Originally, the talk between the two women were believed to be carried out through songs called Kachihut. Gifts of wine, cereals, betel leaves and nuts are taken by the boy’s mother during the visit. In the ancient times, there was also the ritual of Honjeng Kekok wherein a girl, much before her marriageable age, was tied with five rounds of white thread on the hand by the boy’s mother as a mark of betrothal between the two young cousins as it was then the custom for a man to marry the daughter of his maternal uncle. But this ritual is non-existent now.
The next stage is Piso Kehang. During this stage, the proposal is formally placed by the groom’s family in front of the girl’s father. They are accompanied by a selected lot from their village. The boy’s family has to bring along a Bongkrok filled with Horlang, the rice beer, for the girl’s father -- carried specially by a young man by covering the container in a white cloth, besides carrying bottles of Arak, the country liquor, along with cereals, betel leaves and nuts. The drinks and other gifts are to be carried in a traditional tall basket called Horhak and kept at a designated place by the young man from the groom’s side. He must pay obeisance before presenting the drinks, first to the father, then to the uncles, the brothers, the village head and other respected guests siting in a circle. In the same way, the women’s circle in the interior of the house is also presented with the drinks and other gifts starting with the mother. If the both sides agree to the marriage, the boy’s mother leaves a gift for the girl called Sim Kebi, symbolising her betrothal to the boy.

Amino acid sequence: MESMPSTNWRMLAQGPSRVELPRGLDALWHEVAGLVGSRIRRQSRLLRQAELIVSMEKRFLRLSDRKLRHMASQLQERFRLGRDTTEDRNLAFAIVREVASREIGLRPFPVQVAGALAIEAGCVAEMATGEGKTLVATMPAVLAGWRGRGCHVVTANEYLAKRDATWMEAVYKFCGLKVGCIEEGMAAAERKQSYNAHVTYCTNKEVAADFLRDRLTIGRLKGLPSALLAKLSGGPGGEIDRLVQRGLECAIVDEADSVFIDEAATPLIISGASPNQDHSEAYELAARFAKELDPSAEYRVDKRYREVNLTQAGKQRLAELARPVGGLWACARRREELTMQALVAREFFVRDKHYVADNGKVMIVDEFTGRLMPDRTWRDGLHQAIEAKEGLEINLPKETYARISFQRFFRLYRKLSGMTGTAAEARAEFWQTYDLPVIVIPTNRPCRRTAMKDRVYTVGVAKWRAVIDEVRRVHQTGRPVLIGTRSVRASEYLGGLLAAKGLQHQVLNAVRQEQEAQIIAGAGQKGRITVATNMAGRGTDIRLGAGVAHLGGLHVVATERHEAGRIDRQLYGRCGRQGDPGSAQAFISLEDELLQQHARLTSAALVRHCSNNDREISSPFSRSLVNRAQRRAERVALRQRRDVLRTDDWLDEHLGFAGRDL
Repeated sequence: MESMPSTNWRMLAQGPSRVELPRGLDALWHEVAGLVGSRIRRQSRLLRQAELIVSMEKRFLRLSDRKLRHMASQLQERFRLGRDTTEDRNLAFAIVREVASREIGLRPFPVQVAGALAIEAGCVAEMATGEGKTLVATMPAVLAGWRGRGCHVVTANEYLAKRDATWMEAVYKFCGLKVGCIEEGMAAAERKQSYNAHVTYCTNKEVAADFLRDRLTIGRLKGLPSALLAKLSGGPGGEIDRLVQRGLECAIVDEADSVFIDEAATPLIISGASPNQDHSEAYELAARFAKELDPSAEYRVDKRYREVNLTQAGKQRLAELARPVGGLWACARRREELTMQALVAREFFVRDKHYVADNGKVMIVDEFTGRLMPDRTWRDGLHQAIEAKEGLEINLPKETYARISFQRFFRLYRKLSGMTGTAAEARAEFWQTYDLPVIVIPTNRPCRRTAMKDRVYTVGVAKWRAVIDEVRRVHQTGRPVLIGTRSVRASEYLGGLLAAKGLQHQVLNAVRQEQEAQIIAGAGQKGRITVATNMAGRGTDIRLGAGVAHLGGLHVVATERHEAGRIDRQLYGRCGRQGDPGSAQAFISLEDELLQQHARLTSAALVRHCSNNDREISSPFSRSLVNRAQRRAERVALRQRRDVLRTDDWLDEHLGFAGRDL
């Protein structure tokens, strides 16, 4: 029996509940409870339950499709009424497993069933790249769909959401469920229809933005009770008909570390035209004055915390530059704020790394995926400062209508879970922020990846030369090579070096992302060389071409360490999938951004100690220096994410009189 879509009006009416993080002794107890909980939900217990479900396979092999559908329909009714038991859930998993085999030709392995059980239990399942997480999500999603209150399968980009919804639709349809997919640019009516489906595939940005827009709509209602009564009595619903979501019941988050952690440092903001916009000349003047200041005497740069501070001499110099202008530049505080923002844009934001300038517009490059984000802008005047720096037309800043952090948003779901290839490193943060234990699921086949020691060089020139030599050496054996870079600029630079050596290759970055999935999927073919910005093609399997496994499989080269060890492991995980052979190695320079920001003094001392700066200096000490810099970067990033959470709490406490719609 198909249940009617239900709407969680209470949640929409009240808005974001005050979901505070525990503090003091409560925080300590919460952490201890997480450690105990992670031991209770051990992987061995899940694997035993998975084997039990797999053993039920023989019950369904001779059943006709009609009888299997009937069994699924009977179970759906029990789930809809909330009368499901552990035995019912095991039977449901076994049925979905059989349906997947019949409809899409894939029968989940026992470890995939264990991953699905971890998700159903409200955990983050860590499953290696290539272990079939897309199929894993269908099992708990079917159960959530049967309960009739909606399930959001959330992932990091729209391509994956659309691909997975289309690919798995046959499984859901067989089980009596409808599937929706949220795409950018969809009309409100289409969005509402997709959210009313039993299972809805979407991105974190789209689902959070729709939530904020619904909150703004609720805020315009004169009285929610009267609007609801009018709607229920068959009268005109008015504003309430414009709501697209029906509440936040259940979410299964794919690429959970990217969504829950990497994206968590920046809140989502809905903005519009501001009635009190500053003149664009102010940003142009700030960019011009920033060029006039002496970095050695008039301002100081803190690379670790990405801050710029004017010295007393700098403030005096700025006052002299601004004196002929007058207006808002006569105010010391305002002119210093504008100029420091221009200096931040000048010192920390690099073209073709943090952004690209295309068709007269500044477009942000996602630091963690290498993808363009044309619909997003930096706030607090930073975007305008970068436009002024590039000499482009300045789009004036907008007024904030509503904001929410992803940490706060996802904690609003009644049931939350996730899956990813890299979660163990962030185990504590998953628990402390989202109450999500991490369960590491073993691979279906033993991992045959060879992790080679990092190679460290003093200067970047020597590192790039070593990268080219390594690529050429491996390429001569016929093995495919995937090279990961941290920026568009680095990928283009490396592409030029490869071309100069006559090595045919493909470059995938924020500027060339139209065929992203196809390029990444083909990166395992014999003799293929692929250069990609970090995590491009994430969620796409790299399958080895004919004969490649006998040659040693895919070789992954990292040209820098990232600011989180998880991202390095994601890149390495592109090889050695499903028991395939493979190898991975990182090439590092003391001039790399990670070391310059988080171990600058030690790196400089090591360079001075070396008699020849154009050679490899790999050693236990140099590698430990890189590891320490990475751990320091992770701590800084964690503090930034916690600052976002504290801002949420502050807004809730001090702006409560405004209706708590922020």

Next comes Kapatini. At this stage, the boy’s family revisits the girl’s house with gifts like before to get the final consent for the marriage. In presence of people from both the sides, the girl is asked if the people gathered in the room can drink the wine brought by the boy’s family. In case the girl says ‘no’, the marriage does not take place and the ‘Asim’ or the gifts are returned to the boy’s family. If the girl says ‘yes’, then offerings are made to god first before the gathering starts drinking and feasting.
The third time the boy’s family goes to the girl’s side is called Ajo Arni Kepha. It is to fix the date of marriage. The family is accompanied by a small group of selected people.
Thereafter comes Adam Kangthur. It is the marriage day. The boy’s family will inform their village chief, the youth leaders Klengdun and Klengsarpo, with gifts comprising beer and seek their assistance. Before leaving for the bride’s house, the family’s ancestors are invoked and offerings are made to them.
After reaching the bride’s house before sunset, the two sides sit together, men and women apart. Bongkrok with Horlang and Arak are presented to the girl’s father and others present. The girl’s family also offer drinks to the boy’s family and others. After offerings to the god, the feast starts. The ancestors of the girl’s family are also invoked with offerings in the interior of the house.
After the feast, the womenfolk of the girl’s family arrange the two bed clothes designed differently for men and women called Pelu and Piniku, to be spread together. Then the bride and the groom are made to sit there together with one companion each. The bride and the groom are asked to offer drinks and betel nuts to each other. Thus their union is formalised in front of all. Their companions are also made to do the same which is often a cause of fun.